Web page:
Business for Sale
The Business: Hey, all you AOL wanna-bes, here's a deal worth logging on to: an upstart Internet service provider (ISP) with two strong selling points--a key location near two major cities and a customer niche with great potential, serving 250 small commercial clients. Just over two years old, this ISP has reinvested most of its profits in building an infrastructure that could easily handle twice as much sales volume; with little local competition, it's also branched into profitable service enhancements, such as designing and hosting Web pages for specialized industries. Buy in and you get about $40,000 worth of equipment, including 50 modems, six ISDN routers, three servers of various capacities, and a heavy-duty T-1 access line. The current owner acquired this company as part of a larger deal; he's ready to sign off but expects the small staff to stay.
Price: $210,000 (with 36-month financing available on a $100,000 down payment)
Outlook: ISPs, especially those with more than 3,000 subscribers or a commercial-customer focus, offer some of the hottest consolidation plays around these days. Although it has only 250 customers, this company's potential still looks good, given the vibrancy of its local business base and its relatively low cost of boosting capacity. (Another $40,000 for infrastructure improvement could raise sales potential 3.5 to 4 times.) Don't be misled by this provider's spotty revenue history: it lost business when its own access provider experienced major glitches (a no-no for a young company that competes against big-name providers on quality, quality, quality). But a costly switch of T-1 service providers and the addition of new quality controls seem to have ended this company's electronic bloodbath. Meanwhile, a recent reduction in the business's sale price should attract suitors faster than you can, well, read all your E-mail.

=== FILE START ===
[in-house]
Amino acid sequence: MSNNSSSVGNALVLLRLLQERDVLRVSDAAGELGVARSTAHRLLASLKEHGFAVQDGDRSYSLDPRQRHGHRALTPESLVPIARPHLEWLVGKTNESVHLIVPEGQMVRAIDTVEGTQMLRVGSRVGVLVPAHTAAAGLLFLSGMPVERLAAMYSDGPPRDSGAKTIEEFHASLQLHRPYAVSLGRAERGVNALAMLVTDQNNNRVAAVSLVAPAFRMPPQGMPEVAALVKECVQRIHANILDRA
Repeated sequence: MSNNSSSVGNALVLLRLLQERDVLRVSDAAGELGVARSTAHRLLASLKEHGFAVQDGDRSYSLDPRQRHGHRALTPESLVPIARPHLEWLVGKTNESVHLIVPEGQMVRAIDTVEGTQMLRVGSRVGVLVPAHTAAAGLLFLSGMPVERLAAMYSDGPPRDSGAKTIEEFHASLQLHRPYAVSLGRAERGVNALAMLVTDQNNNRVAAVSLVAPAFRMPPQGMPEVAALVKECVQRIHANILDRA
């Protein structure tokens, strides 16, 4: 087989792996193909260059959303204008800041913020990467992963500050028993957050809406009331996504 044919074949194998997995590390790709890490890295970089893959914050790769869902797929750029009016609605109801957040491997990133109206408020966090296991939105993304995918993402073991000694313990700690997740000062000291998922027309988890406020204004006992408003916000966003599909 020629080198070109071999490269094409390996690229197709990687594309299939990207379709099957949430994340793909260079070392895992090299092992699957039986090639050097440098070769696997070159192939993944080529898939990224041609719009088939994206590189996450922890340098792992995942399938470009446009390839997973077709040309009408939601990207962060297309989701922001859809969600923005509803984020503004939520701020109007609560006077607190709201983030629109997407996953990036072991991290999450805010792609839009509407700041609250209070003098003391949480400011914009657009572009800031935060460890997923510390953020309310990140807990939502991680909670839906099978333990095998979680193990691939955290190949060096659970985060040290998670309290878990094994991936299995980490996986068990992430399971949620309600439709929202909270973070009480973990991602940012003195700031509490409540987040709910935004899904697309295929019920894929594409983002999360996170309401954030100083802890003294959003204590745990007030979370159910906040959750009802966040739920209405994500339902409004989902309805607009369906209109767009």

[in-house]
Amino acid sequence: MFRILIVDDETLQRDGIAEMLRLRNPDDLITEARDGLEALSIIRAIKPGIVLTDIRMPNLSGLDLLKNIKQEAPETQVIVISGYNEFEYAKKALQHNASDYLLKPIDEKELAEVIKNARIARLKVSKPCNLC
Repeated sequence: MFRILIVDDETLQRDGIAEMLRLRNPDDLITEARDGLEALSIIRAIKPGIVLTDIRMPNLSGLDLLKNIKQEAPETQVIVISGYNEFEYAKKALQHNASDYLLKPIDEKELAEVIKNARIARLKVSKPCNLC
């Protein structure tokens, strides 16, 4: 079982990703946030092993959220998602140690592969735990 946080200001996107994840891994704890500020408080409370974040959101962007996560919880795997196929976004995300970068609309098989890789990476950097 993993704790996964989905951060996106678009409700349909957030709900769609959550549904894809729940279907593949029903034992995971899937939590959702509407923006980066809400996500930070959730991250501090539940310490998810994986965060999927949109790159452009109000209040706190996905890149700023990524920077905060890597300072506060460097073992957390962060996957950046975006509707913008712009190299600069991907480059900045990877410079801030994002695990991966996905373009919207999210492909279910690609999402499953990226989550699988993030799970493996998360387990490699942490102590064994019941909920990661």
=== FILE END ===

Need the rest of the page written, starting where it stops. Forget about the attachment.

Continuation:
Price Rationale: Most ISPs are too young to be profitable and too desirable (as consolidation plays) to be priced rationally. So start with the roughest rule of thumb: by adding three months' worth of gross revenues to the value of hardware, software, and equipment. Provided that you buy this company's line that the T-1 switch has reversed sales losses, it makes sense to rely on the average monthly gross revenues from 1996 and 1997: $16,532. Multiply it by three, add in that $40,000 worth of equipment, and you get a starting price of around $89,596. Is this seller crazy? Not really, since ISPs with a large customer base or a commercial-customer focus can go for much, much more if consolidators are hot to trot.
Pros: You'll have only yourself to blame the next time you can't get on-line.
Cons: In ISPs, Goliath is likely to stomp out David. So be prepared to grow quickly or perish. --Jill Andresky Fraser
|Gross Revenues||Recast Earnings*|
|*Before interest, taxes, depreciation, and owner's compensation.|
Inc. has no stake in the sale of the business featured. The magazine cannot confirm the accuracy of financial or other information offered by the seller. Inquiries should be directed to Marc Dosik of VR Business Brokers, at 410-772-0006.